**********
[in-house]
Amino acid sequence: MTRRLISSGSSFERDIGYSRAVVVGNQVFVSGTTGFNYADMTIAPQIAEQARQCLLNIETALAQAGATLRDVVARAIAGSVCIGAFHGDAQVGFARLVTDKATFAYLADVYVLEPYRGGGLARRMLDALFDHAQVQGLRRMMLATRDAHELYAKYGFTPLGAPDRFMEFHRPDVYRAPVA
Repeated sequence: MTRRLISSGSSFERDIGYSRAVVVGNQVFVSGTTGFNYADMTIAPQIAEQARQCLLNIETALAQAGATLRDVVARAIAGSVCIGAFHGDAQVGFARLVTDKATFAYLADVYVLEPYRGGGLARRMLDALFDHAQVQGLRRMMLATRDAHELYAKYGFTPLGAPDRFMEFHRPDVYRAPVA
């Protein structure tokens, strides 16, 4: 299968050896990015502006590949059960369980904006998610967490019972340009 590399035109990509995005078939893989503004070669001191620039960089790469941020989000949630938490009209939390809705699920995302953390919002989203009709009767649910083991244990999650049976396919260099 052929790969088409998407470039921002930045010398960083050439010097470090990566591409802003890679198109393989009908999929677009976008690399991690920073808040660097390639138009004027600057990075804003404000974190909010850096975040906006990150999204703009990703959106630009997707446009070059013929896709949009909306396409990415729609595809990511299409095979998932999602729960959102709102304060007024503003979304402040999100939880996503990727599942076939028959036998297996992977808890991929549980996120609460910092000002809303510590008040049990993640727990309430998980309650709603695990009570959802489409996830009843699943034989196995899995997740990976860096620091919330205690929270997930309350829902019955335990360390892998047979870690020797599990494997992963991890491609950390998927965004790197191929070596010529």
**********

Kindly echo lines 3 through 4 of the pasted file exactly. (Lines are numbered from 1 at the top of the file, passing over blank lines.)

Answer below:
Repeated sequence: MTRRLISSGSSFERDIGYSRAVVVGNQVFVSGTTGFNYADMTIAPQIAEQARQCLLNIETALAQAGATLRDVVARAIAGSVCIGAFHGDAQVGFARLVTDKATFAYLADVYVLEPYRGGGLARRMLDALFDHAQVQGLRRMMLATRDAHELYAKYGFTPLGAPDRFMEFHRPDVYRAPVA
């Protein structure tokens, strides 16, 4: 299968050896990015502006590949059960369980904006998610967490019972340009 590399035109990509995005078939893989503004070669001191620039960089790469941020989000949630938490009209939390809705699920995302953390919002989203009709009767649910083991244990999650049976396919260099 052929790969088409998407470039921002930045010398960083050439010097470090990566591409802003890679198109393989009908999929677009976008690399991690920073808040660097390639138009004027600057990075804003404000974190909010850096975040906006990150999204703009990703959106630009997707446009070059013929896709949009909306396409990415729609595809990511299409095979998932999602729960959102709102304060007024503003979304402040999100939880996503990727599942076939028959036998297996992977808890991929549980996120609460910092000002809303510590008040049990993640727990309430998980309650709603695990009570959802489409996830009843699943034989196995899995997740990976860096620091919330205690929270997930309350829902019955335990360390892998047979870690020797599990494997992963991890491609950390998927965004790197191929070596010529």